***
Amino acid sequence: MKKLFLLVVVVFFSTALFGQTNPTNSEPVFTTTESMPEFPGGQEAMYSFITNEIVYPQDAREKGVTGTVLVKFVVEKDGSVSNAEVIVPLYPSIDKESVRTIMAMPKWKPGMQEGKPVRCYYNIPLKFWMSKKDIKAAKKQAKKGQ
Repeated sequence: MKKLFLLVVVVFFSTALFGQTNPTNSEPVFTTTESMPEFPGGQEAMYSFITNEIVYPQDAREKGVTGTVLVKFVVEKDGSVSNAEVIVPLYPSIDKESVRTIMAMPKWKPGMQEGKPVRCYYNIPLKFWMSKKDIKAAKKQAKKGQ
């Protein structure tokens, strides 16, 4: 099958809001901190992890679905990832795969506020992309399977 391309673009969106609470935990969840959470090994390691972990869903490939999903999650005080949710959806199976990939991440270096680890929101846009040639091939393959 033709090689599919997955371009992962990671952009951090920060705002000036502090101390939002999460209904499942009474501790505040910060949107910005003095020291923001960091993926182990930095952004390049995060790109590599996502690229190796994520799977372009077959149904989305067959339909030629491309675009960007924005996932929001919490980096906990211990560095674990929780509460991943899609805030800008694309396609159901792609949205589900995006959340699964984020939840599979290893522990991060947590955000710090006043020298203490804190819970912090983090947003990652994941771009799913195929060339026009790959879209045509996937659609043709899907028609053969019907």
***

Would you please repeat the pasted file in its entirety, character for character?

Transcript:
Amino acid sequence: MKKLFLLVVVVFFSTALFGQTNPTNSEPVFTTTESMPEFPGGQEAMYSFITNEIVYPQDAREKGVTGTVLVKFVVEKDGSVSNAEVIVPLYPSIDKESVRTIMAMPKWKPGMQEGKPVRCYYNIPLKFWMSKKDIKAAKKQAKKGQ
Repeated sequence: MKKLFLLVVVVFFSTALFGQTNPTNSEPVFTTTESMPEFPGGQEAMYSFITNEIVYPQDAREKGVTGTVLVKFVVEKDGSVSNAEVIVPLYPSIDKESVRTIMAMPKWKPGMQEGKPVRCYYNIPLKFWMSKKDIKAAKKQAKKGQ
């Protein structure tokens, strides 16, 4: 099958809001901190992890679905990832795969506020992309399977 391309673009969106609470935990969840959470090994390691972990869903490939999903999650005080949710959806199976990939991440270096680890929101846009040639091939393959 033709090689599919997955371009992962990671952009951090920060705002000036502090101390939002999460209904499942009474501790505040910060949107910005003095020291923001960091993926182990930095952004390049995060790109590599996502690229190796994520799977372009077959149904989305067959339909030629491309675009960007924005996932929001919490980096906990211990560095674990929780509460991943899609805030800008694309396609159901792609949205589900995006959340699964984020939840599979290893522990991060947590955000710090006043020298203490804190819970912090983090947003990652994941771009799913195929060339026009790959879209045509996937659609043709899907028609053969019907």